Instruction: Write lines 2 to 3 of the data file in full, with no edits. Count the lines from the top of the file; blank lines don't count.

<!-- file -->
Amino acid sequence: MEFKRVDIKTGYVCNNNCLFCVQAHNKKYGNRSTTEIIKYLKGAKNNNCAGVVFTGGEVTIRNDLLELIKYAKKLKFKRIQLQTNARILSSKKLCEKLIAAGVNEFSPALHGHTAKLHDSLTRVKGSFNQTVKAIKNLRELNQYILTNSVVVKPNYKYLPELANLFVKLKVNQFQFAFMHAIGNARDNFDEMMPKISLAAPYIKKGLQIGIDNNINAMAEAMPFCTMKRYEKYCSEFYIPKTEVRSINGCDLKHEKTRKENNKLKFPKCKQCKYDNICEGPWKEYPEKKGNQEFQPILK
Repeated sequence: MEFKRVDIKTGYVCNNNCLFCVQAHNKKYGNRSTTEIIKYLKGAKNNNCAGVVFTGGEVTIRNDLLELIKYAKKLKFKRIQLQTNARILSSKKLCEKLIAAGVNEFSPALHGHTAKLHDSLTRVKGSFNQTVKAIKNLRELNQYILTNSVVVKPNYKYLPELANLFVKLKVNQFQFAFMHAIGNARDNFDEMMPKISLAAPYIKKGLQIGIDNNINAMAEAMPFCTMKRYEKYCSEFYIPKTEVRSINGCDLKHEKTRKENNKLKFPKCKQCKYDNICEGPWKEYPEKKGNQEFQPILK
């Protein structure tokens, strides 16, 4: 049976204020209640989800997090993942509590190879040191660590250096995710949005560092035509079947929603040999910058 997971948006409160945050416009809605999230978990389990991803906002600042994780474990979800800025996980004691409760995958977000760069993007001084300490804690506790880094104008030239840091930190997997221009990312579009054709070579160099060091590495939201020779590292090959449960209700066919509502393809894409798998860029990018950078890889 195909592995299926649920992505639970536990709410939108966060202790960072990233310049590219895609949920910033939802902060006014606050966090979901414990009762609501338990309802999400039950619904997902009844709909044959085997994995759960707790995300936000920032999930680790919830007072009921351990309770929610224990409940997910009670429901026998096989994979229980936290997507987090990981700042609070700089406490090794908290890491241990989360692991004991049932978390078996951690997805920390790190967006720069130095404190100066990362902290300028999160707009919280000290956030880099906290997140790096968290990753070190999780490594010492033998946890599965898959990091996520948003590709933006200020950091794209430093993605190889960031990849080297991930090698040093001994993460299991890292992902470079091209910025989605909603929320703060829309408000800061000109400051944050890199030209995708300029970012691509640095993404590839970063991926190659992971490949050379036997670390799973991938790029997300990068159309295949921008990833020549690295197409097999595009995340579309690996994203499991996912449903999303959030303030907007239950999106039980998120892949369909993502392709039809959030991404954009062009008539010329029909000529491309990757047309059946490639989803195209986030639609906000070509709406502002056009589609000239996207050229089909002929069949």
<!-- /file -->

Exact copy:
Repeated sequence: MEFKRVDIKTGYVCNNNCLFCVQAHNKKYGNRSTTEIIKYLKGAKNNNCAGVVFTGGEVTIRNDLLELIKYAKKLKFKRIQLQTNARILSSKKLCEKLIAAGVNEFSPALHGHTAKLHDSLTRVKGSFNQTVKAIKNLRELNQYILTNSVVVKPNYKYLPELANLFVKLKVNQFQFAFMHAIGNARDNFDEMMPKISLAAPYIKKGLQIGIDNNINAMAEAMPFCTMKRYEKYCSEFYIPKTEVRSINGCDLKHEKTRKENNKLKFPKCKQCKYDNICEGPWKEYPEKKGNQEFQPILK
């Protein structure tokens, strides 16, 4: 049976204020209640989800997090993942509590190879040191660590250096995710949005560092035509079947929603040999910058 997971948006409160945050416009809605999230978990389990991803906002600042994780474990979800800025996980004691409760995958977000760069993007001084300490804690506790880094104008030239840091930190997997221009990312579009054709070579160099060091590495939201020779590292090959449960209700066919509502393809894409798998860029990018950078890889 195909592995299926649920992505639970536990709410939108966060202790960072990233310049590219895609949920910033939802902060006014606050966090979901414990009762609501338990309802999400039950619904997902009844709909044959085997994995759960707790995300936000920032999930680790919830007072009921351990309770929610224990409940997910009670429901026998096989994979229980936290997507987090990981700042609070700089406490090794908290890491241990989360692991004991049932978390078996951690997805920390790190967006720069130095404190100066990362902290300028999160707009919280000290956030880099906290997140790096968290990753070190999780490594010492033998946890599965898959990091996520948003590709933006200020950091794209430093993605190889960031990849080297991930090698040093001994993460299991890292992902470079091209910025989605909603929320703060829309408000800061000109400051944050890199030209995708300029970012691509640095993404590839970063991926190659992971490949050379036997670390799973991938790029997300990068159309295949921008990833020549690295197409097999595009995340579309690996994203499991996912449903999303959030303030907007239950999106039980998120892949369909993502392709039809959030991404954009062009008539010329029909000529491309990757047309059946490639989803195209986030639609906000070509709406502002056009589609000239996207050229089909002929069949």